michael beitz turns familiar objects into twisted sculptural scenarios
(above) not now, 2014
all images courtesy of michael beitz

 

 

 

while undoubtedly humorous and playful, the sculptural work of artist michael beitz also addresses the complexity of human relationships, and the psychological impact of our experience with everyday objects. through pieces like ‘not now’ — a wooden table that separates sitters by an undulating arch; ‘whippy’ — a folded outdoor picnic table; and ‘fan house’ — an architectural façade with massive propeller placed inside, beitz combines furniture design and meticulous craftsmanship with conceptual sentiments. in his construction of distorted domestic objects such as folded tables and knotted sofas, beitz ultimately subverts each piece’s functionality. by looking at the cultural significance of household furniture, the artist limits each item’s ability to serve as a site of social interaction, instead turning familiar objects into spaces of alienation and solace.

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not now, 2014

 

‘I was concerned with the central ideas of emotional tension, distance, and the inability to communicate when making not now.  I have always been interested in psychosomatic relationships and I see this work as an extension of the connection between emotional and physical behaviors.’

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table, 2016

 

‘the ability to have a private conversation is all but lost. the sacred space of privacy may only exist in our own thoughts. I made this table as a place to contemplate that loss and to consider the cyclical trap that we create when our focus is too narrow.’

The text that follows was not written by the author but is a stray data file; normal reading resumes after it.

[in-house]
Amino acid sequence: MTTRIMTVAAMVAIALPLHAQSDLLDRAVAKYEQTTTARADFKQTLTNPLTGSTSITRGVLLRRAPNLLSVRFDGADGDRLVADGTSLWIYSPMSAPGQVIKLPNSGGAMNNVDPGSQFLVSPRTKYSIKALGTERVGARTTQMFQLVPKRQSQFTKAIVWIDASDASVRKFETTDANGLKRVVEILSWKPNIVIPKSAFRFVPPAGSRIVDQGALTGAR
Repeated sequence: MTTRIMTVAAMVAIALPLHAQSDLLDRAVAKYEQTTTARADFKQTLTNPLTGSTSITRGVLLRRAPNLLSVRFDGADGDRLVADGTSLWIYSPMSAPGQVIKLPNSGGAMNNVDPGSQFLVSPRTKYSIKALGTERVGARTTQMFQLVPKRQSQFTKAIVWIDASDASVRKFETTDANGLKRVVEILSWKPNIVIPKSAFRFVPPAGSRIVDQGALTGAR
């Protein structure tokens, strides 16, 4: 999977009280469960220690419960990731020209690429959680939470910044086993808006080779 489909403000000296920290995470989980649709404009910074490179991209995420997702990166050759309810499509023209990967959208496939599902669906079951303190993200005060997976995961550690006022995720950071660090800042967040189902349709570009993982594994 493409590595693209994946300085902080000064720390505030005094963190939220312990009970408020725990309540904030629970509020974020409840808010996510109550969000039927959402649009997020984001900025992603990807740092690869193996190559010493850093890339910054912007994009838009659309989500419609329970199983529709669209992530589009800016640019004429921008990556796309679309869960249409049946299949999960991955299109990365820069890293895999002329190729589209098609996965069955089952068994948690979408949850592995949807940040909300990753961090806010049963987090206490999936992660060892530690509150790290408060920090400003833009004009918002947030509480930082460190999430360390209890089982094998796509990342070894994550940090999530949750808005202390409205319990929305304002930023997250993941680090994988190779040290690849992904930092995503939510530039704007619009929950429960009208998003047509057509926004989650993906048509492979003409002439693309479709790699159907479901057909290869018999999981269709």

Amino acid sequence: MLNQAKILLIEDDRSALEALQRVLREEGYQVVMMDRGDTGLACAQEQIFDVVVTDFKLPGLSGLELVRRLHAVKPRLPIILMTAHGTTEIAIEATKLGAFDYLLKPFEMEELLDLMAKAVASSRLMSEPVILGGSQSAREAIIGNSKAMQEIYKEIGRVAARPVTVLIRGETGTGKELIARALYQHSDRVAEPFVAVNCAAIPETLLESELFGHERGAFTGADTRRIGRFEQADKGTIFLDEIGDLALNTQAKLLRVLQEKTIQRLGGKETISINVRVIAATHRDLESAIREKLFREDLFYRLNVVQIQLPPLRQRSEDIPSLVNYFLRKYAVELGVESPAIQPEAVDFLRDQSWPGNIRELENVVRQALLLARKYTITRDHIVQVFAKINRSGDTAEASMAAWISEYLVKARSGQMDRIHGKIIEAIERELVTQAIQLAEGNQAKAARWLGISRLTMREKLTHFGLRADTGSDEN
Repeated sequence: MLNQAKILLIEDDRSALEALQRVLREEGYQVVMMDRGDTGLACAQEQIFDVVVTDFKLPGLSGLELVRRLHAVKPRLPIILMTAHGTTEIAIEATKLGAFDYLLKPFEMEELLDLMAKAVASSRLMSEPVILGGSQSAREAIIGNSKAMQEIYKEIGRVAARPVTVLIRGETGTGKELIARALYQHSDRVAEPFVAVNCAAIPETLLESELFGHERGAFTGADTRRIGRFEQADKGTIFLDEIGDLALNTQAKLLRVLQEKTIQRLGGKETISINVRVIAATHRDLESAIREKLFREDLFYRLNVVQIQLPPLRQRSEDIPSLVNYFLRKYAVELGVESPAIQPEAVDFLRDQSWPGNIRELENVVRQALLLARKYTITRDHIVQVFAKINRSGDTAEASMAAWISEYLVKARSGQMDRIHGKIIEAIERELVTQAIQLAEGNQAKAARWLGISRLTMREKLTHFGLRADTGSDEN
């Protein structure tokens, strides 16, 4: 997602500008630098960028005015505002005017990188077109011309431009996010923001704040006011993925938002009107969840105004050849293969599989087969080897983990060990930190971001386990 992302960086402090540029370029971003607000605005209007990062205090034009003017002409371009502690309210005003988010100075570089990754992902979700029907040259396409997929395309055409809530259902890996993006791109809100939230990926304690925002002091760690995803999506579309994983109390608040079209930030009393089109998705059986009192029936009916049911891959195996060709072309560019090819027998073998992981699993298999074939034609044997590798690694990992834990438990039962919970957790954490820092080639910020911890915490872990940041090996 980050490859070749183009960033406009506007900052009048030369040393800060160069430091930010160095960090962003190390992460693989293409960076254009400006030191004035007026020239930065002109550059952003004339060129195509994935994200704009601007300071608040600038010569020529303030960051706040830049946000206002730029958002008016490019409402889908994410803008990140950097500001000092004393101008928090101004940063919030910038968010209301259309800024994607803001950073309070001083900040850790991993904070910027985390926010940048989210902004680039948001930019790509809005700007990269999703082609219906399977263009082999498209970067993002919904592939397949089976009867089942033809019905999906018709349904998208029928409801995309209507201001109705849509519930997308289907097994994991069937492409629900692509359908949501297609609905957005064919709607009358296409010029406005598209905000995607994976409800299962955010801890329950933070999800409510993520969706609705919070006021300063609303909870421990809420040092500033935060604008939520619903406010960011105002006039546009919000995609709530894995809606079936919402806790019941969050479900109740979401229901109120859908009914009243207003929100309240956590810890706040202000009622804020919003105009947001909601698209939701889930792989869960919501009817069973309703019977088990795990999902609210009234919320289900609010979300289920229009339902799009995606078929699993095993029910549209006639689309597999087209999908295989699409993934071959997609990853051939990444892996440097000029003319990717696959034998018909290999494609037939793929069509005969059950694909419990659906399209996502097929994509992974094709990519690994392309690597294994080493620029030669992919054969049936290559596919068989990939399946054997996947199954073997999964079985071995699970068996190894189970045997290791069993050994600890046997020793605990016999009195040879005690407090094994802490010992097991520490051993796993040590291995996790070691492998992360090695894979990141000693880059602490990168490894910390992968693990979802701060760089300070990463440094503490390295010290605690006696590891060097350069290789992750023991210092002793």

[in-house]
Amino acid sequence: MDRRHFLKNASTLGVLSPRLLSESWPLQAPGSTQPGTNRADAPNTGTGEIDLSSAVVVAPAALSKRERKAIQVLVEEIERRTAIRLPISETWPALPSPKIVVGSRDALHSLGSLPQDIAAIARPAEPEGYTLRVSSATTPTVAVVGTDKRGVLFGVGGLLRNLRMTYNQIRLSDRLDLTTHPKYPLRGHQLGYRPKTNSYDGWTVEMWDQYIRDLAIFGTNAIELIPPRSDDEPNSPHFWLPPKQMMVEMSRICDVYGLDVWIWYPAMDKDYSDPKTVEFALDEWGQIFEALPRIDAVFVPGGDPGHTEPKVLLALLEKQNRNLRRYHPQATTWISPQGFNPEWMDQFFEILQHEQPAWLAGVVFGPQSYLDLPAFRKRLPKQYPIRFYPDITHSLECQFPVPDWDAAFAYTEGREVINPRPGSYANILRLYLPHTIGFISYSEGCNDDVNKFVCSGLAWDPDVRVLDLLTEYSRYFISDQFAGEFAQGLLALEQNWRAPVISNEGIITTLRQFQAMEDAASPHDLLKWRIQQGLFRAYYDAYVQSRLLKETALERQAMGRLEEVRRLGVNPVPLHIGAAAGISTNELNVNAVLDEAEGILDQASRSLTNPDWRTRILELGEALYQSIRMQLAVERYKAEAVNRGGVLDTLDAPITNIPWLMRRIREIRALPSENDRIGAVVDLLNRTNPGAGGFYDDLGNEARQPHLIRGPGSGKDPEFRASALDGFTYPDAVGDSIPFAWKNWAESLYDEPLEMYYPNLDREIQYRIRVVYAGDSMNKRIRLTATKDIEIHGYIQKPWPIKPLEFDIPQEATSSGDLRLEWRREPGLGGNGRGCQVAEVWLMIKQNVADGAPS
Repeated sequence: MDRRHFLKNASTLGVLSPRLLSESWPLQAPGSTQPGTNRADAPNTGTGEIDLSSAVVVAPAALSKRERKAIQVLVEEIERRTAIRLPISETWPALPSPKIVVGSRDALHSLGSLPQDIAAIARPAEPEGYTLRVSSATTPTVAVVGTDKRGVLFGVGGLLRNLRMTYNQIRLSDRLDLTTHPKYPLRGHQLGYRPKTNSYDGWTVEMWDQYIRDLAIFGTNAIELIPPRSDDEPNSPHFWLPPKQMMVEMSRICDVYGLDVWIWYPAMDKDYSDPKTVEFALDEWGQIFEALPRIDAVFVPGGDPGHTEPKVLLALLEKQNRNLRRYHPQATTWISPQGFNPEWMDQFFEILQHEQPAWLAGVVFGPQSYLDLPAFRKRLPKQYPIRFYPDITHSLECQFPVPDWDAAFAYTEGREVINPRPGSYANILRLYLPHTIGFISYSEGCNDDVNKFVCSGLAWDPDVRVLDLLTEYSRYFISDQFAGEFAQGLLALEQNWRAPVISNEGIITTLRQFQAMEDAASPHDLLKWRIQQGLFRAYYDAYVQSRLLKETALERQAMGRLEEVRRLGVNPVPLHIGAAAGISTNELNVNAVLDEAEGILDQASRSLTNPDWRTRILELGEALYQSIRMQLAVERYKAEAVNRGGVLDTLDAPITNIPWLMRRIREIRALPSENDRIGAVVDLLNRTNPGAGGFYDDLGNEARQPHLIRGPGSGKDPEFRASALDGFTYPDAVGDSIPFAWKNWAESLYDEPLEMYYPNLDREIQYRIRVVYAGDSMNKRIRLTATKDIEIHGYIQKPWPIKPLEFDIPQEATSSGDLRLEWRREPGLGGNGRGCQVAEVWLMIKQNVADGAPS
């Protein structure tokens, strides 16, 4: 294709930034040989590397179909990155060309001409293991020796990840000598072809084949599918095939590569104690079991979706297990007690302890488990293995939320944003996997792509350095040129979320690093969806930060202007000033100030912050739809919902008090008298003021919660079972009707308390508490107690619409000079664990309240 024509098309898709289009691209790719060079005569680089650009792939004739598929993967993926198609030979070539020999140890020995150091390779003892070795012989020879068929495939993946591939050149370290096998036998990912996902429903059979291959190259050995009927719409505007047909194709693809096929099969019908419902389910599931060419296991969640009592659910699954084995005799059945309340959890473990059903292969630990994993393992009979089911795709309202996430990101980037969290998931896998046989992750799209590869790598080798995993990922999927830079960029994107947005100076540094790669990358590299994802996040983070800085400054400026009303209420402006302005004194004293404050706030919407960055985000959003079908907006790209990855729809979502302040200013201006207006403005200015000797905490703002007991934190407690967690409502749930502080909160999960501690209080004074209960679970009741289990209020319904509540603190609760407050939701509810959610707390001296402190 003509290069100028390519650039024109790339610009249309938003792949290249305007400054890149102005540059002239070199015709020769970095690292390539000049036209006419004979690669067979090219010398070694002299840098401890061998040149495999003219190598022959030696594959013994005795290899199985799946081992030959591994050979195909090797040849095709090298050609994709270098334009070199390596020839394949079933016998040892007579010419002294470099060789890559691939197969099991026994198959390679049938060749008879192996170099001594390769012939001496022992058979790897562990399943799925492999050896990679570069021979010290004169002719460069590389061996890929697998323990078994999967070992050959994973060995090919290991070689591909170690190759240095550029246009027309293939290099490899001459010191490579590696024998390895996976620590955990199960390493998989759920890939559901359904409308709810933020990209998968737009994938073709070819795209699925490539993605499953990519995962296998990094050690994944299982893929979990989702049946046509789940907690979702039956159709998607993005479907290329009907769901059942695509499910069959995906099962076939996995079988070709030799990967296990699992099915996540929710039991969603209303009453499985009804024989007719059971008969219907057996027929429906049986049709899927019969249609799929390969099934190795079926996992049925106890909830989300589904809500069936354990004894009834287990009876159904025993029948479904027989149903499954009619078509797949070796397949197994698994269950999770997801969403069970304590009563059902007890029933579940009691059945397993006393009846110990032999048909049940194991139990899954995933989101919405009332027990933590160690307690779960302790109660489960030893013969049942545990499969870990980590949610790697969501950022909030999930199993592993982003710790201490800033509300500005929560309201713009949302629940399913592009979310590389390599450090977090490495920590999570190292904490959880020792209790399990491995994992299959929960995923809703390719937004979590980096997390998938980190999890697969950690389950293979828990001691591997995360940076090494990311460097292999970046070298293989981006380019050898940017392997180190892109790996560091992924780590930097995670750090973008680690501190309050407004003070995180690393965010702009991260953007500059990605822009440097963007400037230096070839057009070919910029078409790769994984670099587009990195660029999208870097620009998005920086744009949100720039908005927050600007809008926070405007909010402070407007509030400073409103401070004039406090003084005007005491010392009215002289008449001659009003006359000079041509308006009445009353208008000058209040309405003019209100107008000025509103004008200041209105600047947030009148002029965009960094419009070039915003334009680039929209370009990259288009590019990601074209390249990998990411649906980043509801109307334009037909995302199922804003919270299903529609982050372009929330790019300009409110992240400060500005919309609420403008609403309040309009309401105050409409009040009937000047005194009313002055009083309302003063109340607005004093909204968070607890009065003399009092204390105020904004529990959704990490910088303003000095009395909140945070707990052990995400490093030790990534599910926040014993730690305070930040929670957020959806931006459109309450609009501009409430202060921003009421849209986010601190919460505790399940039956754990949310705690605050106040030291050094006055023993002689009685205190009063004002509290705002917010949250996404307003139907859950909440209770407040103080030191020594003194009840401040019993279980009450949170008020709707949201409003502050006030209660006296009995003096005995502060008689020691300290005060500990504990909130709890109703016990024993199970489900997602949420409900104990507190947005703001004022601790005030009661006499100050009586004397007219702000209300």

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table, 2016

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whippy, 2016 — at the university of buffalo 
photo by chad cooper

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whippy, 2016
photo by chad cooper

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fan house, 2009

 

‘this temporary piece was built outside of buffalo, NY and was a response to the thousands of abandoned homes that still exist in the city. the work was a collaboration with LA-based artist/designer matt monroe.’

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roll, 2015

 

‘roll was made for banksy’s dismaland in weston super-mare, UK. it combines the picnic table form with an oversized toilet paper roll. the piece offered family and friends a fun place to rest while considering the well-known devastation of human waste polluting the nearby sea.’

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picnic, 2013

 

‘a twisted loop picnic table simultaneously joins and separates its picnickers. this work is meant to be an ornate twist on the commonplace picnic.’

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picnic, 2013

  • Mike is my nephew and he is an awesome artist in all types of art. You should have the picture of the one in Buffalo, NY that looks like a tree is so beautiful. I think he can do anything he sets his talent too.

    Penny Steves says:
  • Bob Therrien’s bed of the nineties should be of interest.

    alex mayer says:
  • This work reminds me strongly on the one from the artist Pablo Reinoso, “Enredamaderas” project, installation for the MALBA, by the Fundación Constantini, 2009, Buenos Aires.

    Fernando Alonso says:

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